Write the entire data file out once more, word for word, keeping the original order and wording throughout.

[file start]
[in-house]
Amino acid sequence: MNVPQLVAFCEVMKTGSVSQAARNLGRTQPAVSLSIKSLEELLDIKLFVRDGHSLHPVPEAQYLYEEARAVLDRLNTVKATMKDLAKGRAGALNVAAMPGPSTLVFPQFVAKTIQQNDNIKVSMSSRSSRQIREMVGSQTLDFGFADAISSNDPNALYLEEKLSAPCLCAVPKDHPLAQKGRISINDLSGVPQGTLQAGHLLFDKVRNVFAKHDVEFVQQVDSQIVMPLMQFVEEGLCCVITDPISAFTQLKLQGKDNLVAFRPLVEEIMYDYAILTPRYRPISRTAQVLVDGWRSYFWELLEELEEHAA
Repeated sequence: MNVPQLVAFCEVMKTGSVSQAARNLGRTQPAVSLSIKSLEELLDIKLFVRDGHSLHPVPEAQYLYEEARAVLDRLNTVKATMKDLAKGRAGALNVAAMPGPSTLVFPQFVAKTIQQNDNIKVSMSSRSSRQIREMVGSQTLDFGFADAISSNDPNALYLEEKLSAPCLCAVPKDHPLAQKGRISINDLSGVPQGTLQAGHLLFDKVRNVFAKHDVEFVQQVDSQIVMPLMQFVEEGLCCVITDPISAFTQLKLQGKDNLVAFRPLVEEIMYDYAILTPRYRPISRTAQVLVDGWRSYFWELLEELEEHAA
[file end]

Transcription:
[in-house]
Amino acid sequence: MNVPQLVAFCEVMKTGSVSQAARNLGRTQPAVSLSIKSLEELLDIKLFVRDGHSLHPVPEAQYLYEEARAVLDRLNTVKATMKDLAKGRAGALNVAAMPGPSTLVFPQFVAKTIQQNDNIKVSMSSRSSRQIREMVGSQTLDFGFADAISSNDPNALYLEEKLSAPCLCAVPKDHPLAQKGRISINDLSGVPQGTLQAGHLLFDKVRNVFAKHDVEFVQQVDSQIVMPLMQFVEEGLCCVITDPISAFTQLKLQGKDNLVAFRPLVEEIMYDYAILTPRYRPISRTAQVLVDGWRSYFWELLEELEEHAA
Repeated sequence: MNVPQLVAFCEVMKTGSVSQAARNLGRTQPAVSLSIKSLEELLDIKLFVRDGHSLHPVPEAQYLYEEARAVLDRLNTVKATMKDLAKGRAGALNVAAMPGPSTLVFPQFVAKTIQQNDNIKVSMSSRSSRQIREMVGSQTLDFGFADAISSNDPNALYLEEKLSAPCLCAVPKDHPLAQKGRISINDLSGVPQGTLQAGHLLFDKVRNVFAKHDVEFVQQVDSQIVMPLMQFVEEGLCCVITDPISAFTQLKLQGKDNLVAFRPLVEEIMYDYAILTPRYRPISRTAQVLVDGWRSYFWELLEELEEHAA